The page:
(CN) - Sherman is a small town of roughly 35,000 situated on the dusty stretched-out tracts of the northern part of Texas, just south of the Oklahoma border.
In the county jail, as many as 200 criminal defendants who have already pleaded guilty are milling about behind bars awaiting sentences. They have little access to the work or educational facilities available at the federal facilities they'll head to once their sentencing hearings are finally processed.
So why the wait?
The federal court in Sherman has a judicial vacancy that is hampering its ability to faithfully administer justice to the more than 2 million people it serves, according to a recent study published by New York University's Brennan Center for Justice. The vacancy means there is only one resident judge who hears cases, while the slack is picked up by two other judges who travel more than 350 miles to the federal courthouse in Sherman.
"It's not fair to [the inmates] and adds a great deal of unnecessary cost by having to house them for so long in county jail holding facilities," U.S. District Chief Judge Leonard Davis, of the Eastern District of Texas, told the authors of the report.
The difficulties in Sherman extend to civil cases as well, with lawyers fretting that the complexities of their cases don't get their due diligence because judges are overextended.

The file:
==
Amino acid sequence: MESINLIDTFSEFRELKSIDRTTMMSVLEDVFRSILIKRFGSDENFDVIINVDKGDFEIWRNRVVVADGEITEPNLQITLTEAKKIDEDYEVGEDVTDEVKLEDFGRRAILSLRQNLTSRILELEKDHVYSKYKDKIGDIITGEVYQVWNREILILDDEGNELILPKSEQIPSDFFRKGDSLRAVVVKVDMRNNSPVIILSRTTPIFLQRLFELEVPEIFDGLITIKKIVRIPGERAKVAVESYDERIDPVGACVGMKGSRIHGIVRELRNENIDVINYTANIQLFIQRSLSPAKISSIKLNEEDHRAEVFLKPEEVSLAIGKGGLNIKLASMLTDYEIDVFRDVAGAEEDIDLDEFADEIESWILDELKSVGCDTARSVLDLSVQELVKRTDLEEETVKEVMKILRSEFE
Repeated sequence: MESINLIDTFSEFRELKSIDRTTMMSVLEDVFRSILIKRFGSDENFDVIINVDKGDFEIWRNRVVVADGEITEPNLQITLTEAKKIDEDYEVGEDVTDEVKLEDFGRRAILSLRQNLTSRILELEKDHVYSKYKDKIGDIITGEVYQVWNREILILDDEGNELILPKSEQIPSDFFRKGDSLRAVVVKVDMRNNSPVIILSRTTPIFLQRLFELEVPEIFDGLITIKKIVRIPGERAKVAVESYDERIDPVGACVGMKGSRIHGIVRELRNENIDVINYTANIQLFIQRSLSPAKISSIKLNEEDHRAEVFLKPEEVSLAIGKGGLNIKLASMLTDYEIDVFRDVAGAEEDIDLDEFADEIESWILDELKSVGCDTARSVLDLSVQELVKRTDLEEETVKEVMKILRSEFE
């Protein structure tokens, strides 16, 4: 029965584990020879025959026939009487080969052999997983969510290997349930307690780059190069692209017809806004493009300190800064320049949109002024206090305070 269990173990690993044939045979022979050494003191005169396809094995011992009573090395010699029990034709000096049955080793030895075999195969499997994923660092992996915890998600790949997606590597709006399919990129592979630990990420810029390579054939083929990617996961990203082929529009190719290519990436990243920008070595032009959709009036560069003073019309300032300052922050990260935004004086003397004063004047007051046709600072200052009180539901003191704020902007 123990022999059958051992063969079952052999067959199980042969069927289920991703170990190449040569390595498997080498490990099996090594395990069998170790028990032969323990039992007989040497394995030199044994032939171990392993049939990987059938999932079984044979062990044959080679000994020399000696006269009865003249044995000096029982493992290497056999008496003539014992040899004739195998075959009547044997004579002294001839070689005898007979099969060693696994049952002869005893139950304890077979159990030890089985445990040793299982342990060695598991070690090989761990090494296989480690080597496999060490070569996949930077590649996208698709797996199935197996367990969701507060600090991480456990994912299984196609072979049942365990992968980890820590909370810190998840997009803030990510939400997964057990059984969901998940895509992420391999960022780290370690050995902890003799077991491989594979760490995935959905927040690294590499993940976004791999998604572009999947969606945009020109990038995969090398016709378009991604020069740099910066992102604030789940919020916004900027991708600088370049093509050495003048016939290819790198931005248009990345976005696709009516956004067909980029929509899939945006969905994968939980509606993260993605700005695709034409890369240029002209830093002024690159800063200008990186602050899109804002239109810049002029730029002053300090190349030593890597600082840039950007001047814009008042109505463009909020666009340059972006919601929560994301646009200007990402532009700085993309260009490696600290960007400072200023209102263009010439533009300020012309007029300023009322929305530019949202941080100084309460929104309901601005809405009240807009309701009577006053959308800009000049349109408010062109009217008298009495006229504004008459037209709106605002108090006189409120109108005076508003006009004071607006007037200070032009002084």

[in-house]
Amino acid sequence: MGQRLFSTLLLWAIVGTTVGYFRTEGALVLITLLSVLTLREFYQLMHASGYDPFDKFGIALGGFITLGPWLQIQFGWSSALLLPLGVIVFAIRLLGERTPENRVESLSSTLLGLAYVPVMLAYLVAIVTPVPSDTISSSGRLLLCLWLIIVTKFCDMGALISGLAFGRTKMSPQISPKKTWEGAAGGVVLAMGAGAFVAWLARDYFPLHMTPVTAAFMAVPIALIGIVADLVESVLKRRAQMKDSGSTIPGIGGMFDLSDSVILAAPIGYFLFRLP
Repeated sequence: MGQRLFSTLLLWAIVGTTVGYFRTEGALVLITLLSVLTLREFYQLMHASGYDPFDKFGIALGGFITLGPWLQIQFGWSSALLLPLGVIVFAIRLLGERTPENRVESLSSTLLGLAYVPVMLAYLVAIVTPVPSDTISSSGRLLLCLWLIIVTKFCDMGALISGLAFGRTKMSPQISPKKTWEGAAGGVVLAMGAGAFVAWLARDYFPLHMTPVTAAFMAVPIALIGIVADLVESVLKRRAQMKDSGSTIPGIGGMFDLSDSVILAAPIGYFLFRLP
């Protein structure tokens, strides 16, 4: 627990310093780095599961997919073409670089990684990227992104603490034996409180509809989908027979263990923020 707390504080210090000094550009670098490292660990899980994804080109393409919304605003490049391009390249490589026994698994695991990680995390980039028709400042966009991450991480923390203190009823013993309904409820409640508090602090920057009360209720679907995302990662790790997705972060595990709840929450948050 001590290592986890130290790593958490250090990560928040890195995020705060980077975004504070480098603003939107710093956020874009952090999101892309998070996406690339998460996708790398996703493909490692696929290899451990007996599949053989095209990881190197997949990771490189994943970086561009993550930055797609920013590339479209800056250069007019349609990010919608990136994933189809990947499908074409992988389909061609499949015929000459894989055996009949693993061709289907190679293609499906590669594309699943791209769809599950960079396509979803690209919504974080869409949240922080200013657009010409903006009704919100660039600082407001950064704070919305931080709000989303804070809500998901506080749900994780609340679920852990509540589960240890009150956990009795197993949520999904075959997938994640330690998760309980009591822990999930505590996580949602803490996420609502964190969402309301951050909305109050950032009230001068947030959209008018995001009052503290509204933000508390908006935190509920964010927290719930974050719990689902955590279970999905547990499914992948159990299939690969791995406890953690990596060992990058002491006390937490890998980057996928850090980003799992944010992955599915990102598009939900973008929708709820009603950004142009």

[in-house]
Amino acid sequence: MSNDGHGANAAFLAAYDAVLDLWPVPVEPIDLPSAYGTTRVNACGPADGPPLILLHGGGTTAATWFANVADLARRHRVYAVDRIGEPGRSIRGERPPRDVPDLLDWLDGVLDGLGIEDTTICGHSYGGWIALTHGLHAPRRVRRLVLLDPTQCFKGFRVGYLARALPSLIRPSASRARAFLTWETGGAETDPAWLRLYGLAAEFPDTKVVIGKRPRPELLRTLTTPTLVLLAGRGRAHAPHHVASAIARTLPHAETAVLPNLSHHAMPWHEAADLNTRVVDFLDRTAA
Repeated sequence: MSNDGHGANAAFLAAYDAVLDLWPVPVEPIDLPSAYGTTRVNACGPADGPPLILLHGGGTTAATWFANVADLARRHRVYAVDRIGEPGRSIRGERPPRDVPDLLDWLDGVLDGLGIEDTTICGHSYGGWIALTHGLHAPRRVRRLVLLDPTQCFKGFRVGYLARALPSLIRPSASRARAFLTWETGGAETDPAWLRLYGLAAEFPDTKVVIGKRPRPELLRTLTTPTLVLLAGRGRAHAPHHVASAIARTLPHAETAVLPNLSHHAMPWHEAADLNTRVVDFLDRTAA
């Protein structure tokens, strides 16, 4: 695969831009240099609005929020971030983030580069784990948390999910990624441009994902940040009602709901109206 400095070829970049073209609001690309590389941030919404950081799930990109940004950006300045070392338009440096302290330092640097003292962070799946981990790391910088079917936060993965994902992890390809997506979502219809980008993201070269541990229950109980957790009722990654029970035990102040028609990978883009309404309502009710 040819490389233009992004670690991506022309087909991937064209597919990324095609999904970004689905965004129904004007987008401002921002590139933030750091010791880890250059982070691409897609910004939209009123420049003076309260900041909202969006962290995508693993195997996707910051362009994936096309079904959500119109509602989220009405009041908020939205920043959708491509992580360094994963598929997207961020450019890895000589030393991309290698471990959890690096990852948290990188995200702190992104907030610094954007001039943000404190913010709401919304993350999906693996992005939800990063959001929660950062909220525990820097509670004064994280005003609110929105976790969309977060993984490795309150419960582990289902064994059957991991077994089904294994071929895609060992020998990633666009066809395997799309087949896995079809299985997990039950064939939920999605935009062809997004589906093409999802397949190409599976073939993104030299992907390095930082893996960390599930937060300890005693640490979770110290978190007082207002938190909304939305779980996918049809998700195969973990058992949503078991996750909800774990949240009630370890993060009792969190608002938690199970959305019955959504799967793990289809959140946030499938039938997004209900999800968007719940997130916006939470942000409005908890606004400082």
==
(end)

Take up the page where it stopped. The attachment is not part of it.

Ironically, Davis retired soon after giving that interview to the authors of the study, and the Eastern District continues to be addled by a judge shortage.
The problem, according to Alicia Bannon, senior law counsel at New York University's Brennan Center for Justice and author of the aforementioned study, is that this urgent lack of federal judges is not unique to the Eastern District of Texas.
Instead, unfilled judicial vacancies at the district court level are occurring across the nation at an unprecedented level, mainly due to obstruction of the Republican-led Senate which has prioritized non-cooperation with President Barack Obama over the efficient administration of justice.
"We are seeing delays across the board when it comes to hearing cases and judges are not able to do their jobs," said Alicia Bannon, the senior law counsel at New York University's Brennan Center for Justice. "People and businesses all around the county are forced to wait sometimes years for their cases to be heard."
She added, "In many of these cases justice delayed is justice denied."
A recent report by the Congressional Research Service shows that vacancies have increased by 83 percent since President Barack Obama first took office in 2009, a particularly stark increase given that vacancies decreased during the administrations of the two previous presidents — Bill Clinton and George W. Bush.
At present, Congress has authorized 673 judgeships in the 91 judicial districts that comprise federal court at the district level. Of those, there are 75 vacancies - 11 percent - with six more federal judges indicating they intend to step down before Obama leaves office in January, according to the report.
As of September 1, 47 of the 91 judgeships have at least one vacancy. This means more than half of the district courts in the United States have an incomplete roster of judges, the report states.
What is the cause for the unprecedented level of vacancies? According to Bannon, the cause is simple.